DESIGNING a system to make switching accounts easier would cost the banking industry £2bn and take two years, according to a confidential report given by Lloyds to the Independent Commission on Banking (ICB).
The eight-page document and 21-page appendix, seen by City A.M., lays out several options for introducing a new account switching service, with the bank favouring a seven-day redirect service that would enable all direct debits and other payments to be automatically re-routed.
Notably, the bank suggests that such a system could also be introduced as part of a resolution process for failing banks: “In the event of bank failure, one of the imperatives may be to migrate substantial numbers of accounts quickly to another provider,” it says. “The switching remedy which we propose could be developed and/or used to reduce the risk of payments going to the wrong accounts following migration.”
This suggests that a portable switching service for retail deposits could be part of the infrastructure that banks are required to include in the ring-fenced retail subsidiaries that the ICB has suggested .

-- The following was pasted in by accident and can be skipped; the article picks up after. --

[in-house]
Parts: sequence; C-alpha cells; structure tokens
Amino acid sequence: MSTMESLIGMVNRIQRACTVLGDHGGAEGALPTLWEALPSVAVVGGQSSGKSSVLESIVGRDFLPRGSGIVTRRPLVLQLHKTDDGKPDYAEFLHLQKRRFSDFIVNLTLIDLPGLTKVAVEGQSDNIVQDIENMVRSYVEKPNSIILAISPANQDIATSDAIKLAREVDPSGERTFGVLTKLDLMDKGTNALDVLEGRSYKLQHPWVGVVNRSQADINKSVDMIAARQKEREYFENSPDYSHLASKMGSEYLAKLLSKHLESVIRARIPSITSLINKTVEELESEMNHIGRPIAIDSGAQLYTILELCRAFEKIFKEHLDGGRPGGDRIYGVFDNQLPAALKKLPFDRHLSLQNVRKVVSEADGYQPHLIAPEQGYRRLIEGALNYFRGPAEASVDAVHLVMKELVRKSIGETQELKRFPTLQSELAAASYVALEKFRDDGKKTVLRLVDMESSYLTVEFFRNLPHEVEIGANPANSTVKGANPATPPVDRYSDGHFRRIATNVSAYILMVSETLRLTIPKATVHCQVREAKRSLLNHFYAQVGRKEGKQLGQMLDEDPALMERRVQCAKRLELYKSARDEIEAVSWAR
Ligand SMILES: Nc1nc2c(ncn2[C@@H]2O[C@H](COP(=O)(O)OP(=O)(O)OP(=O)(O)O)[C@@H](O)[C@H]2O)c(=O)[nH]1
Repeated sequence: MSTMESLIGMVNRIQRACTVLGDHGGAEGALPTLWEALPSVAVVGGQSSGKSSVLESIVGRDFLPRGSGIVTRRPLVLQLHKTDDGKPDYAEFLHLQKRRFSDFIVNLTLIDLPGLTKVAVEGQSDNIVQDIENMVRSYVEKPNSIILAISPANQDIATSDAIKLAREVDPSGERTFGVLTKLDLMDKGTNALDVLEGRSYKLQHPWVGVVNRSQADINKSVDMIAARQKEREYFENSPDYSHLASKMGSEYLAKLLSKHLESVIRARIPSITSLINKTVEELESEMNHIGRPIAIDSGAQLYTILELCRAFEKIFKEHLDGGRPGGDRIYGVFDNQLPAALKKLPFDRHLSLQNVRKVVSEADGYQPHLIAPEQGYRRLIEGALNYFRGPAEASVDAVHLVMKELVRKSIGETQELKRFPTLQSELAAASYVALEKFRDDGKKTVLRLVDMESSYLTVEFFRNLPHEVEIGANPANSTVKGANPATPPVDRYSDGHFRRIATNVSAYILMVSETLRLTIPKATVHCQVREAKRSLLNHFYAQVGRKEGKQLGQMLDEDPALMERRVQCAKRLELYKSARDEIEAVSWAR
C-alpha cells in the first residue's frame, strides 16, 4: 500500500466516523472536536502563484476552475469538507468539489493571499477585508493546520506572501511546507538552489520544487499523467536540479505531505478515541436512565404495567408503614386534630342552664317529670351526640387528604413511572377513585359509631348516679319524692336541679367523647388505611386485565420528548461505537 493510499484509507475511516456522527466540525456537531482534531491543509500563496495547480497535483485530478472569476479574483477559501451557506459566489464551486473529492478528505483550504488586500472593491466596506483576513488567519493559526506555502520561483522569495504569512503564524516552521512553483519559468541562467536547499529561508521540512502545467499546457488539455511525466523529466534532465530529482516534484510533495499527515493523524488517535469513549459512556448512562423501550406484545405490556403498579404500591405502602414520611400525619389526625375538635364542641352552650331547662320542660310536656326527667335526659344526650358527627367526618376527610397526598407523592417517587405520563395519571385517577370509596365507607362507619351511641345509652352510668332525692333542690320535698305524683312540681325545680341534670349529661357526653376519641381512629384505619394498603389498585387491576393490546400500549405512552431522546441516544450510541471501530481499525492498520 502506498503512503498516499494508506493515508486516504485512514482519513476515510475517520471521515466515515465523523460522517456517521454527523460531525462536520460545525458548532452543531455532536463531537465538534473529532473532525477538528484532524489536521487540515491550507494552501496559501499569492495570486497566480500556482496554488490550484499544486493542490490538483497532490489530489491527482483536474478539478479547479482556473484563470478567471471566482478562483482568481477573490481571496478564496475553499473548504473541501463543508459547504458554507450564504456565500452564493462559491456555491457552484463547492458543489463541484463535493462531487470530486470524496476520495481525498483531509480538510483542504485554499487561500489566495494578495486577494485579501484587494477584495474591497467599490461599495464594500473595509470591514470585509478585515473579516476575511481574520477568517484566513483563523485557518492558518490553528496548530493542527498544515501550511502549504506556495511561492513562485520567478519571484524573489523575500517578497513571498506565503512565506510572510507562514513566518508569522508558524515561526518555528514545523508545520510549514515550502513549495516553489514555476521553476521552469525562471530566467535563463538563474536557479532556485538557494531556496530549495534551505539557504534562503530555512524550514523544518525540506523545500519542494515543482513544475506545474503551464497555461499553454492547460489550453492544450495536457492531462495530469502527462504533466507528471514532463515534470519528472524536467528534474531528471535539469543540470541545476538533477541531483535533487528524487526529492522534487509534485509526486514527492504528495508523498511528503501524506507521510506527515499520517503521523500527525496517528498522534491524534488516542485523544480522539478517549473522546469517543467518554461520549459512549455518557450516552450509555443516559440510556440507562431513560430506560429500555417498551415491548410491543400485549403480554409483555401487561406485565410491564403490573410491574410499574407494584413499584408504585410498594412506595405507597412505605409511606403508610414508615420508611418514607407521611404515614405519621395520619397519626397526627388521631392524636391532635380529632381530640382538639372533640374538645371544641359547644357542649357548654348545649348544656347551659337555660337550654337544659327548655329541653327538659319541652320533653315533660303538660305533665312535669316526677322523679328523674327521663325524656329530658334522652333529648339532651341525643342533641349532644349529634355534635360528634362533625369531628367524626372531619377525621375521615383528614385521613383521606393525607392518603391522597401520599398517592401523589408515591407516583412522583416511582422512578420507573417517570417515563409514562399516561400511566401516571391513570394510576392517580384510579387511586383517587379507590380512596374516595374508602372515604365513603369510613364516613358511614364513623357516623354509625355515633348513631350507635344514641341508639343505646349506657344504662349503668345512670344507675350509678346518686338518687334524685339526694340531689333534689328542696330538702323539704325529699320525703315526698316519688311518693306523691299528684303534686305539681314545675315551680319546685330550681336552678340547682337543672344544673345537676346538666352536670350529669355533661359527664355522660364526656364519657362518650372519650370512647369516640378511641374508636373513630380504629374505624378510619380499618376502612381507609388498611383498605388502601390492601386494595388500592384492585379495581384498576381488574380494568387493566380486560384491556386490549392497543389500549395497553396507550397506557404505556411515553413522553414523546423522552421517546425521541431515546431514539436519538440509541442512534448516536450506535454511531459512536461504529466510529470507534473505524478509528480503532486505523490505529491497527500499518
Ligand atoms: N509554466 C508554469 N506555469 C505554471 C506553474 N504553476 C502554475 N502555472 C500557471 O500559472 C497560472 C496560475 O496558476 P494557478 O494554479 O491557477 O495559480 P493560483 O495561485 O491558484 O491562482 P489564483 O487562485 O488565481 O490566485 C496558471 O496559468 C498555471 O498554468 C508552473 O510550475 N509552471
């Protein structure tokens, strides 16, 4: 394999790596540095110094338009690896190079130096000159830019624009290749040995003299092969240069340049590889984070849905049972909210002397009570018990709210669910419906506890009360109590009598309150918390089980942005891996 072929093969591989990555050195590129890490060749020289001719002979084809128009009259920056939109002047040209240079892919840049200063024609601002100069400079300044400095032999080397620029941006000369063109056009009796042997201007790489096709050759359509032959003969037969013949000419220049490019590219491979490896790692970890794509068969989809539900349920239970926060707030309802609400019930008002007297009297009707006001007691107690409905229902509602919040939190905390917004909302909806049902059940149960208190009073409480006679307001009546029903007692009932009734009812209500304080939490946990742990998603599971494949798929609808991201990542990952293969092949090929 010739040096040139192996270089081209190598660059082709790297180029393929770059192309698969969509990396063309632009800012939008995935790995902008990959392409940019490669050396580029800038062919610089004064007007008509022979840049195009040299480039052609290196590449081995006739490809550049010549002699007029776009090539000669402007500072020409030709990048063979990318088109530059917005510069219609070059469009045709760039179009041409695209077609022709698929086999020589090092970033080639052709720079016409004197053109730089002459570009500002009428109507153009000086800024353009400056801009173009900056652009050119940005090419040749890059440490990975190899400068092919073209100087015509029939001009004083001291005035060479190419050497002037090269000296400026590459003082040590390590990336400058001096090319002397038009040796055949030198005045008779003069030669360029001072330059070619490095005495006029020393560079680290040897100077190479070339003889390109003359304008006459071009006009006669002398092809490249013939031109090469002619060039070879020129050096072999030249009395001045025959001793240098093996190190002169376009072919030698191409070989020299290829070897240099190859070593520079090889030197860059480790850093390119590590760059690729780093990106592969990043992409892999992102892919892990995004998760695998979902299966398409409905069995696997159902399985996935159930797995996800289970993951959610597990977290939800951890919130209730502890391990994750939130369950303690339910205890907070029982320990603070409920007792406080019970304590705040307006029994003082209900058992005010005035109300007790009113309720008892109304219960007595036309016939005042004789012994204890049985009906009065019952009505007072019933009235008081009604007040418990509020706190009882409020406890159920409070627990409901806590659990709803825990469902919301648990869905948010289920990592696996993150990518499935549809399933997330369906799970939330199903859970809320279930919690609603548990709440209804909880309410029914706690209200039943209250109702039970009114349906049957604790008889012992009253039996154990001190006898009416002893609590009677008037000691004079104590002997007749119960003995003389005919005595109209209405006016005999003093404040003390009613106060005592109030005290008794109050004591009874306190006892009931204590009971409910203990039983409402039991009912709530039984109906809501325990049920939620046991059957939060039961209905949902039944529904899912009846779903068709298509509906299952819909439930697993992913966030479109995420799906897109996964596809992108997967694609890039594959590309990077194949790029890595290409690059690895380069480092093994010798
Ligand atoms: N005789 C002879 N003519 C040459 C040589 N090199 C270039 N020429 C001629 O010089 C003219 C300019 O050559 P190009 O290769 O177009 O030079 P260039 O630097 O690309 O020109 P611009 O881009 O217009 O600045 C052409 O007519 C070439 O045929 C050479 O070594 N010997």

If the ring-fenced subsidiary were to consist solely of retail deposits and a payments system, it would in fact be closer to “operational” subsidiarisation (ring-fencing of essential infrastructure) rather than a full-scale division of banks along business lines.
However, this is unlikely to consist of “full account number portability” of the kind available to mobile phone users. The Lloyds paper concludes that such a system would cost £2bn-£5bn and take five to ten years to implement as it would require a redesign of the entire payments system.
The introduction of a switching service that could improve competition in retail banking was one of the ICB’s proposals in its interim report released on Monday. In line with the Lloyds recommendations, the report suggests that “a radically improved system for switching accounts could and should be introduced at a reasonable cost within a short timescale” and that this would be “less costly” than full account number portability.
Lloyds declined to comment.